• Misrepresenting policy terms. An insurer acts in bad faith when they misrepresent the terms of the policy to the insured. This can involve providing misleading information about what’s covered or falsely stating the extent to which certain damages are insured. Policyholders should always cross-reference any questionable statements with their actual policy documents with the help of a lawyer.
  • Making offers below a claim’s worth. The insurance adjuster making a settlement offer that is unreasonably low compared to the true value of the claim may also be a sign of bad faith. Companies might do this in hopes that the insured will accept a lower payout to resolve the matter quickly.
  • Refusing to provide reasons for denial. Insurance providers must be transparent about their reasons for denying a claim. If an insurer refuses to provide a clear and comprehensive explanation for why a claim was rejected, it could indicate bad faith.
  • Delaying the claims process. Intentional and unnecessary delays in processing a claim, such as failing to reply to communications in a timely manner, not conducting investigations promptly, or using stalling tactics, can be a form of bad faith. These delays can place undue pressure on the insured to either drop the claim or accept less favorable terms. According to the Missouri Department of Insurance, insurers have 30 days to investigate a claim, with some exceptions.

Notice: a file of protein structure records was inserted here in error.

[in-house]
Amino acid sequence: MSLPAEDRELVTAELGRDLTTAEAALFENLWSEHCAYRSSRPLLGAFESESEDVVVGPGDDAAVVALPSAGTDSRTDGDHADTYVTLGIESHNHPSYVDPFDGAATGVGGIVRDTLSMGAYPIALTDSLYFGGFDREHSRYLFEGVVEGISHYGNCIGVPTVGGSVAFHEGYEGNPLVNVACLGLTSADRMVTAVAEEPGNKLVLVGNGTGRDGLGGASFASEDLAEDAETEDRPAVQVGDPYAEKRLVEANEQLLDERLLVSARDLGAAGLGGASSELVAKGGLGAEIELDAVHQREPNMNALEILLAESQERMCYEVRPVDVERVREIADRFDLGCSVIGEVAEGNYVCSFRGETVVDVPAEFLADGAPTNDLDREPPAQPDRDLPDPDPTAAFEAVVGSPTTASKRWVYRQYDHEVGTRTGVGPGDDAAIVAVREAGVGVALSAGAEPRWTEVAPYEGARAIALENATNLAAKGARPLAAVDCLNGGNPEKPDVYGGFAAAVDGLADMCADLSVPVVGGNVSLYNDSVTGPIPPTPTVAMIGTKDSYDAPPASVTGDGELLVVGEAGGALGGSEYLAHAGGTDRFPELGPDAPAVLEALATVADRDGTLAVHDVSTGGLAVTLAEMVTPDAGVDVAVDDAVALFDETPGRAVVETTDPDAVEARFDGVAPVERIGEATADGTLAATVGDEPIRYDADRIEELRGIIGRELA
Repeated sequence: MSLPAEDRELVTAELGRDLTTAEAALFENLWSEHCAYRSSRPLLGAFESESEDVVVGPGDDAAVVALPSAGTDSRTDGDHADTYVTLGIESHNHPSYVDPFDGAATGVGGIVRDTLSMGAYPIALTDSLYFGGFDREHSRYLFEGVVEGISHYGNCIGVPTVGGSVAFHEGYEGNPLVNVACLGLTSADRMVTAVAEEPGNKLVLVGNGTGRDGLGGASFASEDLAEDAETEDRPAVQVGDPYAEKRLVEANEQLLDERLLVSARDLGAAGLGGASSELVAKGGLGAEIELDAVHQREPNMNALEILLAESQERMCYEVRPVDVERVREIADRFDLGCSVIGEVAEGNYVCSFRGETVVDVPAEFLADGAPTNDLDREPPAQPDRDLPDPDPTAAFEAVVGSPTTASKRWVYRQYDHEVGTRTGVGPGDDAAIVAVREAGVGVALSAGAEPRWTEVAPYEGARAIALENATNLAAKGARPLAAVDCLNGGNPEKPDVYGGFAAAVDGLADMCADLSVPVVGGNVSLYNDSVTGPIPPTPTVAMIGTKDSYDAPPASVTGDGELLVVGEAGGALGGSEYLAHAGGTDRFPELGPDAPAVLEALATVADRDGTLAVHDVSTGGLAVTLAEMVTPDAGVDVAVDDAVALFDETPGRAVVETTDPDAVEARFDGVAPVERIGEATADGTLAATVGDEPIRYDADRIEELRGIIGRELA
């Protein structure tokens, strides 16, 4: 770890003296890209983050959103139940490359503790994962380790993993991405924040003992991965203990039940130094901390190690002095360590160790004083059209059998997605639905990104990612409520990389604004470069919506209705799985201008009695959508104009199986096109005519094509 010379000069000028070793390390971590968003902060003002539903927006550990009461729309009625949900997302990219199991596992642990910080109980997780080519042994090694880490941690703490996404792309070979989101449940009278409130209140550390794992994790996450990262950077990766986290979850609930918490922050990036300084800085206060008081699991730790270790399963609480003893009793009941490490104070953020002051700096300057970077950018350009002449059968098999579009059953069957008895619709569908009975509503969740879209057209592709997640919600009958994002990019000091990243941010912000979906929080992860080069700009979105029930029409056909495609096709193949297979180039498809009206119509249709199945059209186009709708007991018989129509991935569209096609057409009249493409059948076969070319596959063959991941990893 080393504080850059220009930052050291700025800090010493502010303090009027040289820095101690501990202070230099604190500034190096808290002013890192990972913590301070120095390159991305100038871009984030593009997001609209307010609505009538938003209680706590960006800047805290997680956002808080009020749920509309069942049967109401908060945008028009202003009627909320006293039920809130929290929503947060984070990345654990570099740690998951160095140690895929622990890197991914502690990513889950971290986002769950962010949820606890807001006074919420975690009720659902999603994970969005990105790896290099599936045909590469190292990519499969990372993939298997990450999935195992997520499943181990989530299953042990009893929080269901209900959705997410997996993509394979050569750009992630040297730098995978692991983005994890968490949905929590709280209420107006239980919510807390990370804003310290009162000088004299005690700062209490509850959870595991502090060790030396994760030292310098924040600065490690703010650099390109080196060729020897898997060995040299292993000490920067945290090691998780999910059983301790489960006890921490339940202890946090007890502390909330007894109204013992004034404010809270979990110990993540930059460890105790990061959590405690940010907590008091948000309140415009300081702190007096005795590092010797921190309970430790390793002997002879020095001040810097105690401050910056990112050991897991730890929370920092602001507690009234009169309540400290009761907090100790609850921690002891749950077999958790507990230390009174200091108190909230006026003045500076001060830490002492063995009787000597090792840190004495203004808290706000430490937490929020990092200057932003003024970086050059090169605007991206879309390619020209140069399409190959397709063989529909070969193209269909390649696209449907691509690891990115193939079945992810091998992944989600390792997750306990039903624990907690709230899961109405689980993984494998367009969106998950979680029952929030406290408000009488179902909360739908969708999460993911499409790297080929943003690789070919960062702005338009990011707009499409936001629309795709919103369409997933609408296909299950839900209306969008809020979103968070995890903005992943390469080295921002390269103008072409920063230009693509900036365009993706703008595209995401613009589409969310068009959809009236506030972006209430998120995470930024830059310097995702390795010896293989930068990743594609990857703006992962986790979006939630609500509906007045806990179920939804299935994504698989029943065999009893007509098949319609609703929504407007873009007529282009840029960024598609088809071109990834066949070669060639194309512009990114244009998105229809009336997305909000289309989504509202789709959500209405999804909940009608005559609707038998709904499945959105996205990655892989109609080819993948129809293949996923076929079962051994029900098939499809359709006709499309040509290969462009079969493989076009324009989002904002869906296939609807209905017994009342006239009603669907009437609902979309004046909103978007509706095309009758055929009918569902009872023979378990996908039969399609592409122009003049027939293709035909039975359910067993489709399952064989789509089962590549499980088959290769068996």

• Denying a valid claim. Outright denying a claim that clearly falls within the scope of coverage without a legitimate reason is a clear indicator of bad faith. Policyholders whose valid claim has been denied in bad faith have the right to contest the insurer’s decision.
  • Using intimidation tactics. Insurance companies may use intimidation tactics to dissuade claimants from pursuing their rights or – what’s even more common – to persuade them to accept a lower payout. This can involve threatening legal action, overly complex paperwork, or other aggressive strategies.

If you notice any signs of bad faith but are not entirely sure whether or not the insurer’s actions constitute bad faith practices, you might want to schedule a free case review with Sotiriou Wilmowski to discuss your unique situation and know how to proceed.

How to Prove Insurance Bad Faith

In the context of insurance, “bad faith” refers to an insurer’s failure to fulfill its contractual obligations to its policyholders. As lawyers who have handled bad faith insurance claims on behalf of clients, Sotiriou Wilmowski knows that the key to a successful claim lies in demonstrating the following elements:

  1. Validity of insurance policy. This element requires proof that there was a legitimate insurance policy in effect, which shows the insurer’s obligation to the claimant to act in good faith.